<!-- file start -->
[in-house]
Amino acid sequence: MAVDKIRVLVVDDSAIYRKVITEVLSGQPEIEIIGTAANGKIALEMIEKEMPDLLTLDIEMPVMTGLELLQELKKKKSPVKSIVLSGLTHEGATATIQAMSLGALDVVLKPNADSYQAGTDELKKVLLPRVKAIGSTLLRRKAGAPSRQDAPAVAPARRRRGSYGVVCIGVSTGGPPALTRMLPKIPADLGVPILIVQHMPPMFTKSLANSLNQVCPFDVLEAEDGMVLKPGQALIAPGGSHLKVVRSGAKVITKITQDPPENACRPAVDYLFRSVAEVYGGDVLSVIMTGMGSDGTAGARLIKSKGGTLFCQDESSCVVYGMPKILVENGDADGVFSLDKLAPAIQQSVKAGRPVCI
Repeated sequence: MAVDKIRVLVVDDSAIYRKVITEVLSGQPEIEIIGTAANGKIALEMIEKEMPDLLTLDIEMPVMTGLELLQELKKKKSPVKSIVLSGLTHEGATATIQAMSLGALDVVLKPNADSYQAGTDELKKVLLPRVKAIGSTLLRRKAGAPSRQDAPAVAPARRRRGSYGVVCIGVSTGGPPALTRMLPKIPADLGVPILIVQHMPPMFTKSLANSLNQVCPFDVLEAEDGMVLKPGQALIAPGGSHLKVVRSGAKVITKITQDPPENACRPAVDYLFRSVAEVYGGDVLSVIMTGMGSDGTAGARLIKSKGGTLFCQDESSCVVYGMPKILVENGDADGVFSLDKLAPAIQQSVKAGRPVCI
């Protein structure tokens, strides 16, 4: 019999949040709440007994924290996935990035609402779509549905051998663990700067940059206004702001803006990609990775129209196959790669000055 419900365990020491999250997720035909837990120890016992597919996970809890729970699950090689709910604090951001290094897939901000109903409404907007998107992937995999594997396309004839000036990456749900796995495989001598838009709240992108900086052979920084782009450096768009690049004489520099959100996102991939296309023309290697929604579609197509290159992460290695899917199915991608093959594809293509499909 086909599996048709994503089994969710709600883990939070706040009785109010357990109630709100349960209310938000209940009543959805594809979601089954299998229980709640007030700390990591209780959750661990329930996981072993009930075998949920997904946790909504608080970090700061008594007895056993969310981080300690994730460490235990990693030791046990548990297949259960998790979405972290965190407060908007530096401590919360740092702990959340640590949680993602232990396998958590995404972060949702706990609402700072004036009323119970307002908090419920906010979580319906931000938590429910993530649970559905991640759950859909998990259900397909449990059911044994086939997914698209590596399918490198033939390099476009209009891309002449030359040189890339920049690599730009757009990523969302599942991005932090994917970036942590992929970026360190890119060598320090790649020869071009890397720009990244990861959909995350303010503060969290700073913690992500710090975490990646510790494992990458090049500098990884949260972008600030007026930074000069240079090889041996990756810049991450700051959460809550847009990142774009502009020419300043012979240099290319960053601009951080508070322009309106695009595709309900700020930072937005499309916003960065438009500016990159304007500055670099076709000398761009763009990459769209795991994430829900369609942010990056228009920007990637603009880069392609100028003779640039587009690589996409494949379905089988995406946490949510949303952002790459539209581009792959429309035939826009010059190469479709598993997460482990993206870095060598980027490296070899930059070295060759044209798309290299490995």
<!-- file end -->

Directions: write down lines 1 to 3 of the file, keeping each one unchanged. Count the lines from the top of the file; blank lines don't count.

[in-house]
Amino acid sequence: MAVDKIRVLVVDDSAIYRKVITEVLSGQPEIEIIGTAANGKIALEMIEKEMPDLLTLDIEMPVMTGLELLQELKKKKSPVKSIVLSGLTHEGATATIQAMSLGALDVVLKPNADSYQAGTDELKKVLLPRVKAIGSTLLRRKAGAPSRQDAPAVAPARRRRGSYGVVCIGVSTGGPPALTRMLPKIPADLGVPILIVQHMPPMFTKSLANSLNQVCPFDVLEAEDGMVLKPGQALIAPGGSHLKVVRSGAKVITKITQDPPENACRPAVDYLFRSVAEVYGGDVLSVIMTGMGSDGTAGARLIKSKGGTLFCQDESSCVVYGMPKILVENGDADGVFSLDKLAPAIQQSVKAGRPVCI
Repeated sequence: MAVDKIRVLVVDDSAIYRKVITEVLSGQPEIEIIGTAANGKIALEMIEKEMPDLLTLDIEMPVMTGLELLQELKKKKSPVKSIVLSGLTHEGATATIQAMSLGALDVVLKPNADSYQAGTDELKKVLLPRVKAIGSTLLRRKAGAPSRQDAPAVAPARRRRGSYGVVCIGVSTGGPPALTRMLPKIPADLGVPILIVQHMPPMFTKSLANSLNQVCPFDVLEAEDGMVLKPGQALIAPGGSHLKVVRSGAKVITKITQDPPENACRPAVDYLFRSVAEVYGGDVLSVIMTGMGSDGTAGARLIKSKGGTLFCQDESSCVVYGMPKILVENGDADGVFSLDKLAPAIQQSVKAGRPVCI